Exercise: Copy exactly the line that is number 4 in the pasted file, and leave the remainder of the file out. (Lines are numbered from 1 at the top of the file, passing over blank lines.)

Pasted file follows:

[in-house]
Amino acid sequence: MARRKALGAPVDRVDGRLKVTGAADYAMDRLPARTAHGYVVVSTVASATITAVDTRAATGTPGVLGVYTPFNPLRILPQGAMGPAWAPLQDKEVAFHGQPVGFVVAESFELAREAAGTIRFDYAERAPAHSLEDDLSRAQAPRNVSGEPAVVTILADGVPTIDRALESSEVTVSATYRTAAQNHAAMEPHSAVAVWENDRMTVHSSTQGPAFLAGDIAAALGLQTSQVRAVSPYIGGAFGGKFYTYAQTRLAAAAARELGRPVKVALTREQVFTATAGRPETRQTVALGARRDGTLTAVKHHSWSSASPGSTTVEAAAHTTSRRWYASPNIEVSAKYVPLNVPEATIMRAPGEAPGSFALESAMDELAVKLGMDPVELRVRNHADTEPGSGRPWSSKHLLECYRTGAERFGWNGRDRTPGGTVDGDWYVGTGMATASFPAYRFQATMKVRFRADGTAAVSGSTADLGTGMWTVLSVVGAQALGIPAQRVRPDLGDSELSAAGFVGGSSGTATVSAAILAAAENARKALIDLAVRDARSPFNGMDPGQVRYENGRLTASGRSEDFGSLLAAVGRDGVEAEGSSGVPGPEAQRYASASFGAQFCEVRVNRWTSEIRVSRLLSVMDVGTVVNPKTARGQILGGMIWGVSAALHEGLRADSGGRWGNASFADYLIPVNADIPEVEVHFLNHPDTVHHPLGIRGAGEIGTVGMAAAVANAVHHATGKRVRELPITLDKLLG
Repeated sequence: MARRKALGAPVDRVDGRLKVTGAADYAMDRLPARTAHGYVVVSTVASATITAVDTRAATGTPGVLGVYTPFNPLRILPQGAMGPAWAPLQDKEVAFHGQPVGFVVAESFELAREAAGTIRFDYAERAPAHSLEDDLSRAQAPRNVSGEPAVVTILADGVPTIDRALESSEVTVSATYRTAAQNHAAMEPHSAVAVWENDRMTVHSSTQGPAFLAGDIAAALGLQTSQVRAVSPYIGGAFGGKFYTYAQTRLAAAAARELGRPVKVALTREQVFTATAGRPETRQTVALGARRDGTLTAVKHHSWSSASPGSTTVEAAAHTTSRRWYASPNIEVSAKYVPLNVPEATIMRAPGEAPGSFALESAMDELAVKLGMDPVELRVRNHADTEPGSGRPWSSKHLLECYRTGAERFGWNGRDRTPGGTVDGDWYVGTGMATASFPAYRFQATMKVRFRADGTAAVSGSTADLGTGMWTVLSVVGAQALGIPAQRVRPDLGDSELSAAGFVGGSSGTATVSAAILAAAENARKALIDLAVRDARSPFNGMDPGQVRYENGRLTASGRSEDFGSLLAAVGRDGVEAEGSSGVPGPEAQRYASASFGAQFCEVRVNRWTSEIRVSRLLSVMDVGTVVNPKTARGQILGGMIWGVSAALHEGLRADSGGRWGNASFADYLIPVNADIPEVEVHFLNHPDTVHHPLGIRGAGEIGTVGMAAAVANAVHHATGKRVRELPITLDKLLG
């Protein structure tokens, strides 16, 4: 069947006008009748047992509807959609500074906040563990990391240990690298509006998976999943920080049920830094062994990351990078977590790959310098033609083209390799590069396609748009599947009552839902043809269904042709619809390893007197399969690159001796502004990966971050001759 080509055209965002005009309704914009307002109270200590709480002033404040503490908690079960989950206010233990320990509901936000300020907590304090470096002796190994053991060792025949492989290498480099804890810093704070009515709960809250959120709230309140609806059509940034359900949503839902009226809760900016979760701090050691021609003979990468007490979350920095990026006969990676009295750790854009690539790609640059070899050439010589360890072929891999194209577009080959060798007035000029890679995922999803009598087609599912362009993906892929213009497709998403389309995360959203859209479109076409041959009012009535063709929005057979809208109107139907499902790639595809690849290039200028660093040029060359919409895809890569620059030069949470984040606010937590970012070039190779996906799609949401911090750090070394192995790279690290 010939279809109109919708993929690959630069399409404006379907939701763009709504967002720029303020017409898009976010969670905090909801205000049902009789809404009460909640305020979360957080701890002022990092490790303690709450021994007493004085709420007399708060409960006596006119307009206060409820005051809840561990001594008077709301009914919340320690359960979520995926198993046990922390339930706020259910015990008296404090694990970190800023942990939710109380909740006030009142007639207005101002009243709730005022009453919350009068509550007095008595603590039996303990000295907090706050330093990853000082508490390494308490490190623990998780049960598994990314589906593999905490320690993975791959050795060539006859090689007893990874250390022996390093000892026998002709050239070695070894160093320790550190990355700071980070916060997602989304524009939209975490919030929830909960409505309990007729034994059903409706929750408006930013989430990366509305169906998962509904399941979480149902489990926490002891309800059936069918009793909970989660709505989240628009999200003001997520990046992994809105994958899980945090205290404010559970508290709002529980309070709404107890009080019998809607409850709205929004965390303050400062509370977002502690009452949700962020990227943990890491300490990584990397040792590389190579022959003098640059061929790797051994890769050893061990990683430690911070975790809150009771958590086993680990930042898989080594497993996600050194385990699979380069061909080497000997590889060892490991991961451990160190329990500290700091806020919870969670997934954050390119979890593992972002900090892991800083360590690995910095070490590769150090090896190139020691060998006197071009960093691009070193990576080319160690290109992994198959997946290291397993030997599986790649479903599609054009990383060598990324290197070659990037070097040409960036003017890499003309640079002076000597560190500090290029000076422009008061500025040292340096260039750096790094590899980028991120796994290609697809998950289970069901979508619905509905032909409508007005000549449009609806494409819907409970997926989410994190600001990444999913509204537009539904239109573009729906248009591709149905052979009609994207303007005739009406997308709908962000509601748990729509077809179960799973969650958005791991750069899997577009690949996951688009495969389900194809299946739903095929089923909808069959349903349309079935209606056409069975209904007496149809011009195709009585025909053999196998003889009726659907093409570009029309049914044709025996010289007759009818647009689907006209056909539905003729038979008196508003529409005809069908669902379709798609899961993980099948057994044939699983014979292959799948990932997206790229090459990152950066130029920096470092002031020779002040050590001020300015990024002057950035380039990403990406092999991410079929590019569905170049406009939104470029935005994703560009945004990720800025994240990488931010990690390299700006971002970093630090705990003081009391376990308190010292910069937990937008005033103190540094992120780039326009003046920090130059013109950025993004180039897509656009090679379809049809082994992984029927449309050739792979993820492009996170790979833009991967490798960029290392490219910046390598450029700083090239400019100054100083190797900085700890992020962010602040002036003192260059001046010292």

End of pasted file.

């Protein structure tokens, strides 16, 4: 069947006008009748047992509807959609500074906040563990990391240990690298509006998976999943920080049920830094062994990351990078977590790959310098033609083209390799590069396609748009599947009552839902043809269904042709619809390893007197399969690159001796502004990966971050001759 080509055209965002005009309704914009307002109270200590709480002033404040503490908690079960989950206010233990320990509901936000300020907590304090470096002796190994053991060792025949492989290498480099804890810093704070009515709960809250959120709230309140609806059509940034359900949503839902009226809760900016979760701090050691021609003979990468007490979350920095990026006969990676009295750790854009690539790609640059070899050439010589360890072929891999194209577009080959060798007035000029890679995922999803009598087609599912362009993906892929213009497709998403389309995360959203859209479109076409041959009012009535063709929005057979809208109107139907499902790639595809690849290039200028660093040029060359919409895809890569620059030069949470984040606010937590970012070039190779996906799609949401911090750090070394192995790279690290 010939279809109109919708993929690959630069399409404006379907939701763009709504967002720029303020017409898009976010969670905090909801205000049902009789809404009460909640305020979360957080701890002022990092490790303690709450021994007493004085709420007399708060409960006596006119307009206060409820005051809840561990001594008077709301009914919340320690359960979520995926198993046990922390339930706020259910015990008296404090694990970190800023942990939710109380909740006030009142007639207005101002009243709730005022009453919350009068509550007095008595603590039996303990000295907090706050330093990853000082508490390494308490490190623990998780049960598994990314589906593999905490320690993975791959050795060539006859090689007893990874250390022996390093000892026998002709050239070695070894160093320790550190990355700071980070916060997602989304524009939209975490919030929830909960409505309990007729034994059903409706929750408006930013989430990366509305169906998962509904399941979480149902489990926490002891309800059936069918009793909970989660709505989240628009999200003001997520990046992994809105994958899980945090205290404010559970508290709002529980309070709404107890009080019998809607409850709205929004965390303050400062509370977002502690009452949700962020990227943990890491300490990584990397040792590389190579022959003098640059061929790797051994890769050893061990990683430690911070975790809150009771958590086993680990930042898989080594497993996600050194385990699979380069061909080497000997590889060892490991991961451990160190329990500290700091806020919870969670997934954050390119979890593992972002900090892991800083360590690995910095070490590769150090090896190139020691060998006197071009960093691009070193990576080319160690290109992994198959997946290291397993030997599986790649479903599609054009990383060598990324290197070659990037070097040409960036003017890499003309640079002076000597560190500090290029000076422009008061500025040292340096260039750096790094590899980028991120796994290609697809998950289970069901979508619905509905032909409508007005000549449009609806494409819907409970997926989410994190600001990444999913509204537009539904239109573009729906248009591709149905052979009609994207303007005739009406997308709908962000509601748990729509077809179960799973969650958005791991750069899997577009690949996951688009495969389900194809299946739903095929089923909808069959349903349309079935209606056409069975209904007496149809011009195709009585025909053999196998003889009726659907093409570009029309049914044709025996010289007759009818647009689907006209056909539905003729038979008196508003529409005809069908669902379709798609899961993980099948057994044939699983014979292959799948990932997206790229090459990152950066130029920096470092002031020779002040050590001020300015990024002057950035380039990403990406092999991410079929590019569905170049406009939104470029935005994703560009945004990720800025994240990488931010990690390299700006971002970093630090705990003081009391376990308190010292910069937990937008005033103190540094992120780039326009003046920090130059013109950025993004180039897509656009090679379809049809082994992984029927449309050739792979993820492009996170790979833009991967490798960029290392490219910046390598450029700083090239400019100054100083190797900085700890992020962010602040002036003192260059001046010292």